"Thank God for Treehouse," Cormier said.
At the Cormier home, it's easy to see the affectionate bonds that have formed. Sitting around the dining-room table, some of the kids laugh and chat while playing Connect Four. (Board games are big in this family.)
"The kids really enjoy each other. She [Cormier] enjoys them and they enjoy her," said Mike Clark, a Treehouse employee. "There's a lot of camaraderie within that family."
Cormier encourages her children to talk about their troubled past and even try to find humor in it, all the while imparting the lessons that "yesterday is not an excuse to misbehave today" and "the choices you make is the life you lead."
These days, Tyler and Danielle can talk readily about their father, who is in prison, convicted in 2003 of assaulting them. They shake their heads and give "what are you gonna do" chuckles when talking about the court appeals he has filed. They don't know where their biological mother is.
"Finding the best"
"Sharon is good at finding the best in each of her foster children," said Kathy Spears, a spokeswoman with the state Department of Social and Health Services.
It's the kind of large family Cormier grew up with and always wanted. But after she gave birth to Brandy 25 years ago, she was told she couldn't have other children. "I wasn't done being a mom," she says.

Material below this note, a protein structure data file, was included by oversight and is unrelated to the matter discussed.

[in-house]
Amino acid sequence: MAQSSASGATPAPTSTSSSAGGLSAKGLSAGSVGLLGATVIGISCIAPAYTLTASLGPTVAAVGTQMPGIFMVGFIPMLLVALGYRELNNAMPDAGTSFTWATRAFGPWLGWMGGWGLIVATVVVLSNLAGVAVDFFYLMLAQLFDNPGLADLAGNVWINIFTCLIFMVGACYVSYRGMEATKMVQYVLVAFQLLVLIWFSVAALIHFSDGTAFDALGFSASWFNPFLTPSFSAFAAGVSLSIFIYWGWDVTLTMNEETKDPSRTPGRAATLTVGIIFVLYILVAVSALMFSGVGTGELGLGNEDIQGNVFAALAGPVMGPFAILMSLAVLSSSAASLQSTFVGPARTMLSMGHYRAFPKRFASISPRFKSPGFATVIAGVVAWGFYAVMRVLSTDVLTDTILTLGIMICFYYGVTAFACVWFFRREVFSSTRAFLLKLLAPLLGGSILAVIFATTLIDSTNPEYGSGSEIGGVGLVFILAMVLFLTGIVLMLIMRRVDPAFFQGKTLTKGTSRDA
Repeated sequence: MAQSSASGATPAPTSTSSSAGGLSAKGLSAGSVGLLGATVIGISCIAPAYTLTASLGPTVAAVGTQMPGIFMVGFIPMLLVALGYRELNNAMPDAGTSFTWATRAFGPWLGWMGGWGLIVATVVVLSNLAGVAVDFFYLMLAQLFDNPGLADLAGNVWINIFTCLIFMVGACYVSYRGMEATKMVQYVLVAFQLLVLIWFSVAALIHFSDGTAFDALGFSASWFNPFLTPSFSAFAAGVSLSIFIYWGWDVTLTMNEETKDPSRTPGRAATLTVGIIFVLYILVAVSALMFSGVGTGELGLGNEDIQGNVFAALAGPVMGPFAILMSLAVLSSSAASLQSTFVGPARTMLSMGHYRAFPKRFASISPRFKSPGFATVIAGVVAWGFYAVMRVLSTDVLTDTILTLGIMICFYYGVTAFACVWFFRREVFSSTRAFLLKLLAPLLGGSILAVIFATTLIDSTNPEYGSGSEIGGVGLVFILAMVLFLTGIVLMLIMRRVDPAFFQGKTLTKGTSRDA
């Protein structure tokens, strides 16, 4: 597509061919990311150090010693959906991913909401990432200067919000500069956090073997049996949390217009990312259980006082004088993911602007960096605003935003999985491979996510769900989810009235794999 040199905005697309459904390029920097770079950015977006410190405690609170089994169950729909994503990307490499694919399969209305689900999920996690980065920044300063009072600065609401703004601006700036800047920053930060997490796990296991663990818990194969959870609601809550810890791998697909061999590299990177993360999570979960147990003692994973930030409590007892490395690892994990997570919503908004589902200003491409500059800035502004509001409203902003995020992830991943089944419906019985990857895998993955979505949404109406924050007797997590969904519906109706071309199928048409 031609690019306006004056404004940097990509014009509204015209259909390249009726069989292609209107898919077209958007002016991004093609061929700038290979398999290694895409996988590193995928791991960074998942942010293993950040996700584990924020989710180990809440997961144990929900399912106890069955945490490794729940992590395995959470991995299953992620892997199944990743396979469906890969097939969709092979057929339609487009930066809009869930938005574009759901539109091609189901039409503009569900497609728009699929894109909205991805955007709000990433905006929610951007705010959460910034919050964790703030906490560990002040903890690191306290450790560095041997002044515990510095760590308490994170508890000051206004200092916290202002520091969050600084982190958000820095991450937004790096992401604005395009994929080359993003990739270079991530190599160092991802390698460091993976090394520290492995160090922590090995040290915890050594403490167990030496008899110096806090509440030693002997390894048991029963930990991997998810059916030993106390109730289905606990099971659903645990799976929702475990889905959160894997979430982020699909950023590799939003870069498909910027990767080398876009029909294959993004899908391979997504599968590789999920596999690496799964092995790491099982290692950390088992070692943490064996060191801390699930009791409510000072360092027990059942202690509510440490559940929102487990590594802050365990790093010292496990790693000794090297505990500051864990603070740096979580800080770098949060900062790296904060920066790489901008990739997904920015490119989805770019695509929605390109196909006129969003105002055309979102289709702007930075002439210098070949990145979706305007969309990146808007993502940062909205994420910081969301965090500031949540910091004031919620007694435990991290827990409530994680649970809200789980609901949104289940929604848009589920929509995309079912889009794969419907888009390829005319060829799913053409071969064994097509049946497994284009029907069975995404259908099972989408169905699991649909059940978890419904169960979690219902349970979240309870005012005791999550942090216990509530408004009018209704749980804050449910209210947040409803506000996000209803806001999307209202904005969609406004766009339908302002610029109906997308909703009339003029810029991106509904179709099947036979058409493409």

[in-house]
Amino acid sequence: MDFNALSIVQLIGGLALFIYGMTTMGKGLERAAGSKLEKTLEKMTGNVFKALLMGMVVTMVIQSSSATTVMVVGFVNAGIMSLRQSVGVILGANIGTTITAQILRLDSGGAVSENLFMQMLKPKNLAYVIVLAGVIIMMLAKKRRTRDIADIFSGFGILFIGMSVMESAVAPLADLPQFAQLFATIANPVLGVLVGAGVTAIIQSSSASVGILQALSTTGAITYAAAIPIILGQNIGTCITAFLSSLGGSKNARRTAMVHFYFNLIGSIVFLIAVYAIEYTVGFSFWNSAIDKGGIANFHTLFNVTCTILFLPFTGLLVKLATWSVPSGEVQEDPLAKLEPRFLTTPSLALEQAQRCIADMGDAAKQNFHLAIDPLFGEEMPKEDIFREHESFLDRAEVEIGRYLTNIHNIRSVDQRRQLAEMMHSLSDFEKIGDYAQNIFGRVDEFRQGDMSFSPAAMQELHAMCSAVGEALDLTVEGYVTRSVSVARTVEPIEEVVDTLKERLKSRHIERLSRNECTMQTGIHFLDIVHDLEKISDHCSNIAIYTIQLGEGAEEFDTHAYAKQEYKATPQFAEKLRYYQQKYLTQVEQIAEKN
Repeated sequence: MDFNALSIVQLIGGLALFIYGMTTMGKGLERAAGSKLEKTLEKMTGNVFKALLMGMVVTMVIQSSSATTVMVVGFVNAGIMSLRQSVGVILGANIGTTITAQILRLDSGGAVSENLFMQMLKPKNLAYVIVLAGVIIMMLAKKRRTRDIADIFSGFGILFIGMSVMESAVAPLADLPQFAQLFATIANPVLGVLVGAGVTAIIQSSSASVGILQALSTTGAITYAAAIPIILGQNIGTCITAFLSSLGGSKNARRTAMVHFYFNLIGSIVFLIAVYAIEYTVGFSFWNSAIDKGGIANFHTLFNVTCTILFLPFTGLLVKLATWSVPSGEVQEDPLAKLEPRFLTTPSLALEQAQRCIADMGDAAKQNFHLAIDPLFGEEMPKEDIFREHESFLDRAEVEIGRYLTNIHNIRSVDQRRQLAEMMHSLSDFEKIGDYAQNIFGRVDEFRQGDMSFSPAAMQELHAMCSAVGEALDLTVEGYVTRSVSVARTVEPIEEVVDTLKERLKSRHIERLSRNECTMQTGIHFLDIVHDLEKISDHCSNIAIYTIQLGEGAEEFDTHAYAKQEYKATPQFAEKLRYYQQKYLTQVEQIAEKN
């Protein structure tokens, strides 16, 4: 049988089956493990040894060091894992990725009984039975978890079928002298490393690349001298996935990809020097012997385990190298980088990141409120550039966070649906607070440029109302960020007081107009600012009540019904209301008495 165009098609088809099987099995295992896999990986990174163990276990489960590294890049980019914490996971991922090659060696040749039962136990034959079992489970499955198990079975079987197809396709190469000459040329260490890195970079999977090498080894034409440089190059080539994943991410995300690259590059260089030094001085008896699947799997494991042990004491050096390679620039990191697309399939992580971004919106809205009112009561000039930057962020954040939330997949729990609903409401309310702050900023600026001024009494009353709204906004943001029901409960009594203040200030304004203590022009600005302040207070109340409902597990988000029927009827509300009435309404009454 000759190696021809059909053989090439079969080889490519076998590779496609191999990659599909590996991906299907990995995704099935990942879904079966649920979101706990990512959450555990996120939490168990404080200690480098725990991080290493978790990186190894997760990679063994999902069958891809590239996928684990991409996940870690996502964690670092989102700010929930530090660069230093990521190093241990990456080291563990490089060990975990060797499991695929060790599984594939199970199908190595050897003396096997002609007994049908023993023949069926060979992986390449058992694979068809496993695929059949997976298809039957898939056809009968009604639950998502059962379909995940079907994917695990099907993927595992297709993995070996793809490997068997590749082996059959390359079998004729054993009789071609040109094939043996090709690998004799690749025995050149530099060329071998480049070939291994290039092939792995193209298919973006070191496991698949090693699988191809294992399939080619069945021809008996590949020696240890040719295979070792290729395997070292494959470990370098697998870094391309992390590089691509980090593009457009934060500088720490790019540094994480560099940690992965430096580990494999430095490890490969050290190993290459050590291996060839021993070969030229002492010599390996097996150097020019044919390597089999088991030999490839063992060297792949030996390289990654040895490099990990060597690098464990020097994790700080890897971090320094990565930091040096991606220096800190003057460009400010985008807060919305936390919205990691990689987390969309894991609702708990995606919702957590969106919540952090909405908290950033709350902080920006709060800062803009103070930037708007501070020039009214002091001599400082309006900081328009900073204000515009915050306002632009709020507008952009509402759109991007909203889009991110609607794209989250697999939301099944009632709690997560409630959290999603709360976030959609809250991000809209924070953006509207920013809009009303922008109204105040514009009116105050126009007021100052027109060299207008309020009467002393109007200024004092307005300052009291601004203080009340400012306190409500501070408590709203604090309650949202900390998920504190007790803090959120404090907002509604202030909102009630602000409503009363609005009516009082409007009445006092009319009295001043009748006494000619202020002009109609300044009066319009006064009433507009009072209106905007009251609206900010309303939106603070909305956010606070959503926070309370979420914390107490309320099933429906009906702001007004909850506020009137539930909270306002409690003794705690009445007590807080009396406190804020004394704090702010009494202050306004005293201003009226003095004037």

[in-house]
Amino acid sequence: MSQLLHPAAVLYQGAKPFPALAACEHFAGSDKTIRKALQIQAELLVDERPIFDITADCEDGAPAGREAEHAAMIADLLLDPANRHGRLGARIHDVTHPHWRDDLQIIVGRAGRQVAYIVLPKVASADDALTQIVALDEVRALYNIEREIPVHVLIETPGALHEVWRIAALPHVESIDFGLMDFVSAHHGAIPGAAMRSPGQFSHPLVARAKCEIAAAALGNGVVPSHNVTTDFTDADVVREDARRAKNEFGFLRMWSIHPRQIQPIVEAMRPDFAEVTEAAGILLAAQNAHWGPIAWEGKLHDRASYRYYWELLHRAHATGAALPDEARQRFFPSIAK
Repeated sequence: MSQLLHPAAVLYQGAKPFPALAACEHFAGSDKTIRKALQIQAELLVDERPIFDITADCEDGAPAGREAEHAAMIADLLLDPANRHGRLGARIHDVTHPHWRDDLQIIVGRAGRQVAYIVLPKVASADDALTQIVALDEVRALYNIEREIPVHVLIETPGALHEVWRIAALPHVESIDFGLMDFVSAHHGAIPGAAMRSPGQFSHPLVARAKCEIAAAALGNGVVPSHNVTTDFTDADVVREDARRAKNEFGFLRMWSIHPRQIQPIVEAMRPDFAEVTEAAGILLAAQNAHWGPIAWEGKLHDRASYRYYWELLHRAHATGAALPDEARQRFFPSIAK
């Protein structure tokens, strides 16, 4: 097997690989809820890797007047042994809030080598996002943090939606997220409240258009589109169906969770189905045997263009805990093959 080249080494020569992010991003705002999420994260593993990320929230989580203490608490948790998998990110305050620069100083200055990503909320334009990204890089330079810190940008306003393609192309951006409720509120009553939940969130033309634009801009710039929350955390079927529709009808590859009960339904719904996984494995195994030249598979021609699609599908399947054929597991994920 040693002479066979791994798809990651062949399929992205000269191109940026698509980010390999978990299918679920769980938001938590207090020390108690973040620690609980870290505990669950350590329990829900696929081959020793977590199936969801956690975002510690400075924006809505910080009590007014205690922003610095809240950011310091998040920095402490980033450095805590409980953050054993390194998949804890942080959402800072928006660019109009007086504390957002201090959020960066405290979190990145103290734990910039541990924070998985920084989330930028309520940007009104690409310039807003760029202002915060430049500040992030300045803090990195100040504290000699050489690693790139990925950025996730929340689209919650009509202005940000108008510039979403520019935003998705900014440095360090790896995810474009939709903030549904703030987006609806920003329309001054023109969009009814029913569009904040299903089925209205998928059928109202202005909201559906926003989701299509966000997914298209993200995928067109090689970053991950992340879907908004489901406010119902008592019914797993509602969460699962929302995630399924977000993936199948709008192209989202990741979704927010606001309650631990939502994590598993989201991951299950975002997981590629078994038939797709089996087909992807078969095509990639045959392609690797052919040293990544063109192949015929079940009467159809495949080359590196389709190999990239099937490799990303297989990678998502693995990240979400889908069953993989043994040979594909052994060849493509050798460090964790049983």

As a foster mom, Cormier found she was good with kids from especially troubled backgrounds. She had been molested as a child, "so I know where these kids are coming from."
And she can impart the self-discipline and structure that comes from decades of martial-arts training — something she took up after an abusive relationship. Most of her kids take martial-arts lessons from her. Brandy, Tyler and Danielle are black belts. The kids also receive state-provided counseling.
That's not to say they don't sometimes get into trouble. If they smart off, Cormier might have them do push-ups or stack firewood if they're old enough.
She also deals with more serious matters.
A couple of the children have had problems with stealing, and if they take something from a store, Cormier marches them back to apologize and calls the cops. "It's not that I want them in trouble," she says. "I want them accountable."
There are other stresses: Some of her kids have trouble trusting others. Three are on special diets — no gluten, milk or eggs. One has Job syndrome, resulting in chronic skin infections; another has autism; still another has speech and hearing issues.
Their stove is down to two burners, and the base of the oven needs to be pushed up when they bake something. On top of that, the recession has meant Cormier has fewer taekwondo students able to pay for lessons. There are times when she tells Brandy and the kids: "Mom's stressin'," and goes for a long walk.
Still, Cormier says, "we make do."
Signs of how Treehouse helps them do that are everywhere in their home: from sports trophies and musical instruments to clothes on the beds.
In turn, Cormier makes sure the family volunteers for Treehouse, working at fundraisers, handing out literature at the organization's street-fair booth and picking up and delivering donated gifts during the holidays.
Cormier says she doesn't want her kids to simply expect handouts. "I want them to understand: If they receive something from Treehouse, they need to give in return."
Janet I. Tu: 206-464-2272 or firstname.lastname@example.org
When vice president of Sub Pop Records Megan Jasper isn't running things at the office, she's working in her garden at her West Seattle home where she and her husband Brian spend time relaxing.